The Natural Protected Area (NPA), Isla Guadalupe Biosphere Reserve in Baja California, is the only concentration site of white sharks (Carcharodon carcharias) in Mexico and one of the best places in the world for watching these incredible animals. To date there is an approximate arrival record of 274 specimens.
According to the National Commission of Protected Natural Areas (CONANP) and the researcher Mauricio Hoyos, this NPA has important characteristics of water visibility and number of animals that can be seen in a day (up to 33), and its remoteness and isolation make it a perfect place to host the only population of white sharks off the coast.
During the presentation of the book “The Great White Shark, Protector of the Oceans”, edited by the WWF Alliance and TELMEX TELCEL Foundation, Dr. Mauricio Hoyos — author of the book — emphasized that his research is based on the photo identification and placement of acoustic and satellite tags to the squalids that arrive to this island, with the purpose of obtaining data that allow to learn more about the trajectory and habits of the species.
“For 14 years, the Mexican scientist has studied the white shark on Isla Guadalupe, surrounded by crystalline waters: initially as a modern Robinson Crusoe living isolated for months on this volcanic island, located 335 km (210 miles) from Ensenada, Baja California, and it can only be reached by boat after one day of navigation,” said the writer Ángeles Mastretta, who officially presented the book at the Soumaya Museum of Plaza Carso, in Mexico City.
“This is the first book written in Latin America that covers everything about the white shark, a species that has evolved for 11 million years to become king of the seas, because of its anatomical characteristics and its six senses: taste, hearing, sight, smell, lateral sensory line and electroreception, which allow this animal to orientate itself, navigate and detect prey,” said Marcos Linares, Deputy Director of Corporate Marketing at Telcel.
Jorge Rickards, Acting Director General of the World Wide Fund for Nature (WWF) in Mexico, noted that in 2000 Guadalupe Island is discovered as one of the white shark meeting places; and that’s when sustainable tourism activites started with the purpose of observing this magnificent animal, and also to position this Protected Natural Area on the map.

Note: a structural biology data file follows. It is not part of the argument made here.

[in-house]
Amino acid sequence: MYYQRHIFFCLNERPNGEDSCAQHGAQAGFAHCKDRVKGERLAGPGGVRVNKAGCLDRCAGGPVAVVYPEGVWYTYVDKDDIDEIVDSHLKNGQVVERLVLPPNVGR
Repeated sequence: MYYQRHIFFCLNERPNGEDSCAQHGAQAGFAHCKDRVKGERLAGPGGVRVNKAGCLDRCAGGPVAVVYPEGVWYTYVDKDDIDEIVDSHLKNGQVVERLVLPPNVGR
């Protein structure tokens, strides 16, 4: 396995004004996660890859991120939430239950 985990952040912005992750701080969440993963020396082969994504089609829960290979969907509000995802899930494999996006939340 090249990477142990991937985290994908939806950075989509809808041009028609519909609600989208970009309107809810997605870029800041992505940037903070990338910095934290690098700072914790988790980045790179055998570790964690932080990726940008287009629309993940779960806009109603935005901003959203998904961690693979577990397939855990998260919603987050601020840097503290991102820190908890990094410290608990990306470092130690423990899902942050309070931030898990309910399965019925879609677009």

The National Commissioner, Alejandro Del Mazo Maza, stressed that the Commission is committed to protect this emblematic species, whose numbers increased by 30 percent, and this is why training workshops are provided to tourism service providers periodically and a “Handbook of Best Practices” was delivered to them.
He commented that this year a new observation cage was designed, in order to guarantee the safety of the species and the visitors.
He thanked Dr. Mauricio Hoyos for the great research on the behavior of the white shark, the TELMEX-TELCEL foundation, the guards of CONANP and all those involved in the conservation of the Guadalupe Island Biosphere Reserve.
With the backing of the WWF Alliance – TELMEX TELCEL Foundation, Dr. Hoyos Padilla and his team are the first Mexican expert group on shark telemetry. They photoidentify and mark each season the sharks that come to Isla Guadalupe, this has allowed them to detect the arrival of at least 274 white sharks in 2016, of which 45 are individuals who have returned to this place.
The permanent research work in the area identified in 2013 Deep Blue, a female more than six meters in length and the largest white shark in the world that has been filmed.
As a result of Hoyos’ research, white sharks are known to hunt northern elephant seals at depths of 200 meters, something that American scientists considered impossible, because the species attacks from the surface up to 20 meters deep. This investigation also revealed that young sharks stay up to 14 months on the island.
Finally the biologist stressed that, contrary to popular belief, humans are not part of the diet of sharks because they do not have enough fat.
Source: www.wwf.org.mx y www.panda.org
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